Tuesday, November 18, 2014


PLEASE!  Don’t skip reading this blog, thinking, “I don’t need encouraging.” or “Nothing you say can make me feel better right now.”  Please stick with me as I share a personal story with you.

This summer, July 2014 to be precise, I had a battle with a life-threatening disease.  My surgeon and I were victorious with the help of prayers from family and friends.  During my recovery, I received many messages from well-wishers.  One card in particular begs to be shared with others.  It came from a long-term dentist/client/friend.  The message of encouragement was written as a poem, and my friend added his own words that buoyed me as I read it initially and re-read it on long difficult days.  Perhaps you or someone you know can use just such a message now:
            “A mighty wind blew night and day.  It stole the oak tree’s leaves away.  Then snapped its boughs and pulled its bark until the oak was tired and stark.  But still the oak tree held its ground while other trees fell all around.  The weary wind gave up and spoke, ‘How can you still be standing, Oak?’  The oak tree said, ‘I know that you can break each branch of mine in two, carry every leaf away, shake my limbs, and make me sway.  But I have roots stretched in the earth, growing stronger since my birth.  You’ll never touch them, for you see, they are the deepest part of me.  Until today, I wasn’t sure of just how much I could endure.  But now I’ve found, with thanks to you, I’m stronger than I ever knew.’” 

The Hallmark card listed no author.  I thank my friend who chose to encourage me at such a time, and I thank the author, whoever he or she may be.

Friday, November 14, 2014


What reputation does your practice carry in your community?  How visible is your practice to patients and potential patients in your area?  How is your practice different from other dental practices in your city?  Would you agree that branding (establishing a distinct identity for a business or organization) is not just for the “big guys” (big business), but is vitally important for a small business (your dental practice) as well?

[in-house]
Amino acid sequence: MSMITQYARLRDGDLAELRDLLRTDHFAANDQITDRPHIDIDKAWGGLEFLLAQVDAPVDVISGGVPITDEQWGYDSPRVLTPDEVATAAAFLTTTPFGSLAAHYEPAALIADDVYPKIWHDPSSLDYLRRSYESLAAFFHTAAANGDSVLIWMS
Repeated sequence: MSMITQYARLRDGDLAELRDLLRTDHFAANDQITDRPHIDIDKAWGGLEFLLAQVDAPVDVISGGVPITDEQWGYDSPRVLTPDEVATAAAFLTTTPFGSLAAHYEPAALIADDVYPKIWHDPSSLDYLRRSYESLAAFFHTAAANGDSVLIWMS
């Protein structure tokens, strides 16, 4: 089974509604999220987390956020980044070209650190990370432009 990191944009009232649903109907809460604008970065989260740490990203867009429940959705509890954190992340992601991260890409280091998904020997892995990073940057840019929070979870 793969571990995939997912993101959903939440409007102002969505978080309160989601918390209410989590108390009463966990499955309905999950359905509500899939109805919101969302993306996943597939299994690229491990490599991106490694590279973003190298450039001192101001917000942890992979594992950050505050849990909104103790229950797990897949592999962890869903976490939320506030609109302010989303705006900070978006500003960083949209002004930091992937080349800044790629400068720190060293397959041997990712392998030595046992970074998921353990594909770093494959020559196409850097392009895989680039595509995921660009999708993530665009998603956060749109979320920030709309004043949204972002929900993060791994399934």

Pew Internet Research, a respected source of opinion polls and surveys, says that 72% of Internet users look online for health information, and 93% of Americans ages 30 to 49 use the Internet.  That is a significant audience to reach.

Branding, the identity you establish for your practice, can be assured by a consistent online presence beginning with your Website.  Suggestion:  if no one on your staff has the skill or time to keep your online communications up to date, hire a reputable professional designer to coordinate your online efforts such as your Website, Blog, and Social Media postings.  Make certain your Website links to your Blog postings as well as your Social Media sites.  Conversely, create a link from your Blog and Social Media outlets to your Website.  Make certain either a knowledgeable staff member or the outsourced professional keep your Blog and Social Media sites up to date with fresh ideas and information.

The branding coordinator, whether an outsourced professional or a dental team member, should also assure your practice profile is active and accurate on Patient Review sites such as Google + and Healthgrades.com.  Further, your branding coordinator should optimize your Website’s visibility through search engines, monitoring results of patient searches, and linking your Website through all relevant-to-dentistry sites.

Make certain all references to your practice, whether print media, signage, or online, use the same name.  If your practice name differs from your own name (John H. Doe, DDS vs Doe Family Dentistry), use the practice name rather than your own in all cases of branding/marketing.  This assures that the identity of your practice is consistent across all online and offline marketing efforts.